If you know what Aachener Printen are, you are probably thinking right now that I am mad. Why on earth would I be making these in the middle of summer? A good question, and one which might make sense by the them you reach the end of this post.

The potential insanity stems from the fact that Aachener Printen are…Christmas biscuits. They are a variety of the German Lebkuchen (lit. “cake of life”), which are made with honey, flour and a variety of spices. Back in the day, spices were a precious commodity, and so these biscuits would be used medicinally, and were originally sold in pharmacies.

So yes, it’s still swinging between baking hot and warm and muggy, while I am making a start on stuff that we won’t eat until December. So why start now? Well, when you make these things, they are rock hard, and take a while to soften. While this is going on, the flavour of the spices will develop, and basically the longer you keep them, the better they should taste. That’s the theory.

Another reason to make them well ahead of time is that you allow the spices to do their thing, then some time in late November, you can add a bit of apple to the biscuit box to allow them to start softening. You see, while these biscuits are hard, they don’t dip very well. You can try sticking them into tea (or coffee/hot chocolate/mulled wine), but they turn to mush. So the trick is, they need to soften slowly. I made these last year at the start of December, and by Christmas Day, you could just about eat them, provided you had all your own teeth, no dentures and a spare half hour for what turned out to be a real lower jaw workout.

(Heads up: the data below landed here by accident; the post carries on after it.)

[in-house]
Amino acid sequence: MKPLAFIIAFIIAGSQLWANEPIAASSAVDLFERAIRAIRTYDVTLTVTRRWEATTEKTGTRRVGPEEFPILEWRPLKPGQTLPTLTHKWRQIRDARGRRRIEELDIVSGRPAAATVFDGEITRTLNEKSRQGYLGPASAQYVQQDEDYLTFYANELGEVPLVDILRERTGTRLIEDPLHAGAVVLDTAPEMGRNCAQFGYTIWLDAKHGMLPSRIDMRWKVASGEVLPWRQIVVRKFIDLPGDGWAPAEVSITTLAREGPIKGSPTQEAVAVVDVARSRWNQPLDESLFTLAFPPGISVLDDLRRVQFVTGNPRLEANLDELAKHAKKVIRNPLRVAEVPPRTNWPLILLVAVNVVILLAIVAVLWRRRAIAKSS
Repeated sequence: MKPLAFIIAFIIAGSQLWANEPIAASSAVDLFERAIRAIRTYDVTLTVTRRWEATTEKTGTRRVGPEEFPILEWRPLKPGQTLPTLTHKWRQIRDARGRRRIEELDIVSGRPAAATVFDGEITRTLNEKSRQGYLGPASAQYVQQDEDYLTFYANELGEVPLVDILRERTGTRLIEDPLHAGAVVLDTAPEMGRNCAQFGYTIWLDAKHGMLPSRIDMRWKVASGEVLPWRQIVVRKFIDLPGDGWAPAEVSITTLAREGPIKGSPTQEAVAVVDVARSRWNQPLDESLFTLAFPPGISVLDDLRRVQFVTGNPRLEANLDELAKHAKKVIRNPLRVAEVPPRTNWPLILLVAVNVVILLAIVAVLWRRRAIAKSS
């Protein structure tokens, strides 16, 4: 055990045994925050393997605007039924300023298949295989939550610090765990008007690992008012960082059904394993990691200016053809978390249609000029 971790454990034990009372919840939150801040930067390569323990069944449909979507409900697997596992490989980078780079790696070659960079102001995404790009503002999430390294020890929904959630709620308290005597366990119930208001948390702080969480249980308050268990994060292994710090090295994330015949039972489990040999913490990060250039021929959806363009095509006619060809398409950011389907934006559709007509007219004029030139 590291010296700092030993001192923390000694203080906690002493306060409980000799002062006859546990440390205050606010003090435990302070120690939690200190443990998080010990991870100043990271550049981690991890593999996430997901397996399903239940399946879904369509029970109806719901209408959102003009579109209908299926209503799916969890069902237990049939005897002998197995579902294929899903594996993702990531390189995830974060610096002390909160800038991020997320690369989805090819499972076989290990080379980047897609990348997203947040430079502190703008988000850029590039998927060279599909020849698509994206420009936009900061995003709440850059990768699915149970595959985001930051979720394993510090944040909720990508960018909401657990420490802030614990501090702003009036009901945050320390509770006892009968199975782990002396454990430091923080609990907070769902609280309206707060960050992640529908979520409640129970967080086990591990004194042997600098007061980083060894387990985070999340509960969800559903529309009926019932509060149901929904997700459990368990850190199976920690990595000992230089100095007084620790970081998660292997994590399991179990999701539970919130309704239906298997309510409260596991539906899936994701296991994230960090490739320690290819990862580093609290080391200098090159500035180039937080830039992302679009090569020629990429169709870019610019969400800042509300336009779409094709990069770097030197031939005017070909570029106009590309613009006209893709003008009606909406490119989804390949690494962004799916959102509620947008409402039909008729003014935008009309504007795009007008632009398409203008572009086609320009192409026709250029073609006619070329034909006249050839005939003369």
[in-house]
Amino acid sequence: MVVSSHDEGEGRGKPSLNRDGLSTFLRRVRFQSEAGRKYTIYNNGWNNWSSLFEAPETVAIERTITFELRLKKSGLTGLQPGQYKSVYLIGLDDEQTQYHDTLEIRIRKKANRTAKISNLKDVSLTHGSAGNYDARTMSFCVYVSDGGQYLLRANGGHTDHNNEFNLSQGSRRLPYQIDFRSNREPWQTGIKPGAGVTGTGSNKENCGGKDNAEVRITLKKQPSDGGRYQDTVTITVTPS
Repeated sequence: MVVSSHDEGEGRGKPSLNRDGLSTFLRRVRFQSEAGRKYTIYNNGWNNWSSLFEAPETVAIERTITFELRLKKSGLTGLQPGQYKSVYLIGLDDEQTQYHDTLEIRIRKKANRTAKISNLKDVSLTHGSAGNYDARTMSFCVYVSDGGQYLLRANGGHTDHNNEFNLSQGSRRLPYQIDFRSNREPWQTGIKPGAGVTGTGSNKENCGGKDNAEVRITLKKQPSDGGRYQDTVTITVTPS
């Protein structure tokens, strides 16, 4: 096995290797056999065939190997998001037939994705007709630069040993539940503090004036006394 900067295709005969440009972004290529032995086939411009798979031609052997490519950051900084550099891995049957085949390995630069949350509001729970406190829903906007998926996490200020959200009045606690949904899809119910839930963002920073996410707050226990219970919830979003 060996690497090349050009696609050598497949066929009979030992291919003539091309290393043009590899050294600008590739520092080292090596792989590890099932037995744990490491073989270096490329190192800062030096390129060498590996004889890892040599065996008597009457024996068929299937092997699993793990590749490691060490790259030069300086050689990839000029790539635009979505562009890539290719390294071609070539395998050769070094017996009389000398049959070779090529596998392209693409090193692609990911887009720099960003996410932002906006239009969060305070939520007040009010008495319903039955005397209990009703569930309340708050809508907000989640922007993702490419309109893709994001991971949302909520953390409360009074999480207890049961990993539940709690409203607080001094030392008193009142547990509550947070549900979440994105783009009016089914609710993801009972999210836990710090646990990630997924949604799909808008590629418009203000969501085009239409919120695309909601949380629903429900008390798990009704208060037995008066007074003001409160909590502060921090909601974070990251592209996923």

Making them is quite easy, but you need a bit of time. The dough is really just sugar, honey, flour, chopped candied peel and some spices. You allow it to sit for a few days (so the flavours begin to develop), then add a little water and raising agent. Then roll out, sprinkle with crushed candy sugar, cut into slices and bake. The end result is a rich, aromatic biscuit which has all the festive aromas of Christmas. I just have they joy of these smells in the middle of a heatwave. Odd, most odd.

To wrap up this fit of non-seasonal festive insanity, I should point out that the name “Aachener Printen” is a protected designation of origin. That means that you can only call them by this name if they are made in or around the city of Aachen. So just be careful if you plan to hold a bakesale – you don’t want to be arrested!